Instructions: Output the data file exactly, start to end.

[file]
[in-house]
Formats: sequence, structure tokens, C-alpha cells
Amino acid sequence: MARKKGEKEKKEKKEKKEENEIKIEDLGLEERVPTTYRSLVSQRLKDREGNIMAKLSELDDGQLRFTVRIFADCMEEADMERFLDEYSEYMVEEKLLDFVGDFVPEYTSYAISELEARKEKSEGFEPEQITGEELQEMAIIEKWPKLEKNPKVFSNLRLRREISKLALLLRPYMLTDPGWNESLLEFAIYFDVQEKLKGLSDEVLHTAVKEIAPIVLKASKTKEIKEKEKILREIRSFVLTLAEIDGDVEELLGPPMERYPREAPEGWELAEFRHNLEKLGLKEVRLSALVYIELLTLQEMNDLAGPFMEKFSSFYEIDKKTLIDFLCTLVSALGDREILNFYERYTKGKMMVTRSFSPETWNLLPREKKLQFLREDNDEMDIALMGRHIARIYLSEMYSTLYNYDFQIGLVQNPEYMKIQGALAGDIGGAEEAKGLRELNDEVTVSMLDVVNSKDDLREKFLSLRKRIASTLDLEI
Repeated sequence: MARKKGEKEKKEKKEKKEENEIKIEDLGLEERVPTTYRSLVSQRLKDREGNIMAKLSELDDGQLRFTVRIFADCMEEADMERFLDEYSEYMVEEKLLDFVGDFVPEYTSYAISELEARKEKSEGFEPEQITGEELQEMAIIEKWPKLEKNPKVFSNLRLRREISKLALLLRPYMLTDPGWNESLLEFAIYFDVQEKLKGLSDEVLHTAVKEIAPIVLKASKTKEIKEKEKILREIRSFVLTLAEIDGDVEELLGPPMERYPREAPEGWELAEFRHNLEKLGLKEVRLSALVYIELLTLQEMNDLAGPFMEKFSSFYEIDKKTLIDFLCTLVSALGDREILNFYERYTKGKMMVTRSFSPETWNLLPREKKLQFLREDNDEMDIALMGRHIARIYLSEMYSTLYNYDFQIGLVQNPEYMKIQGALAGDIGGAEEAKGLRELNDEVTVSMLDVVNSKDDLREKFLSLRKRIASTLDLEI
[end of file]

[in-house]
Formats: sequence, structure tokens, C-alpha cells
Amino acid sequence: MARKKGEKEKKEKKEKKEENEIKIEDLGLEERVPTTYRSLVSQRLKDREGNIMAKLSELDDGQLRFTVRIFADCMEEADMERFLDEYSEYMVEEKLLDFVGDFVPEYTSYAISELEARKEKSEGFEPEQITGEELQEMAIIEKWPKLEKNPKVFSNLRLRREISKLALLLRPYMLTDPGWNESLLEFAIYFDVQEKLKGLSDEVLHTAVKEIAPIVLKASKTKEIKEKEKILREIRSFVLTLAEIDGDVEELLGPPMERYPREAPEGWELAEFRHNLEKLGLKEVRLSALVYIELLTLQEMNDLAGPFMEKFSSFYEIDKKTLIDFLCTLVSALGDREILNFYERYTKGKMMVTRSFSPETWNLLPREKKLQFLREDNDEMDIALMGRHIARIYLSEMYSTLYNYDFQIGLVQNPEYMKIQGALAGDIGGAEEAKGLRELNDEVTVSMLDVVNSKDDLREKFLSLRKRIASTLDLEI
Repeated sequence: MARKKGEKEKKEKKEKKEENEIKIEDLGLEERVPTTYRSLVSQRLKDREGNIMAKLSELDDGQLRFTVRIFADCMEEADMERFLDEYSEYMVEEKLLDFVGDFVPEYTSYAISELEARKEKSEGFEPEQITGEELQEMAIIEKWPKLEKNPKVFSNLRLRREISKLALLLRPYMLTDPGWNESLLEFAIYFDVQEKLKGLSDEVLHTAVKEIAPIVLKASKTKEIKEKEKILREIRSFVLTLAEIDGDVEELLGPPMERYPREAPEGWELAEFRHNLEKLGLKEVRLSALVYIELLTLQEMNDLAGPFMEKFSSFYEIDKKTLIDFLCTLVSALGDREILNFYERYTKGKMMVTRSFSPETWNLLPREKKLQFLREDNDEMDIALMGRHIARIYLSEMYSTLYNYDFQIGLVQNPEYMKIQGALAGDIGGAEEAKGLRELNDEVTVSMLDVVNSKDDLREKFLSLRKRIASTLDLEI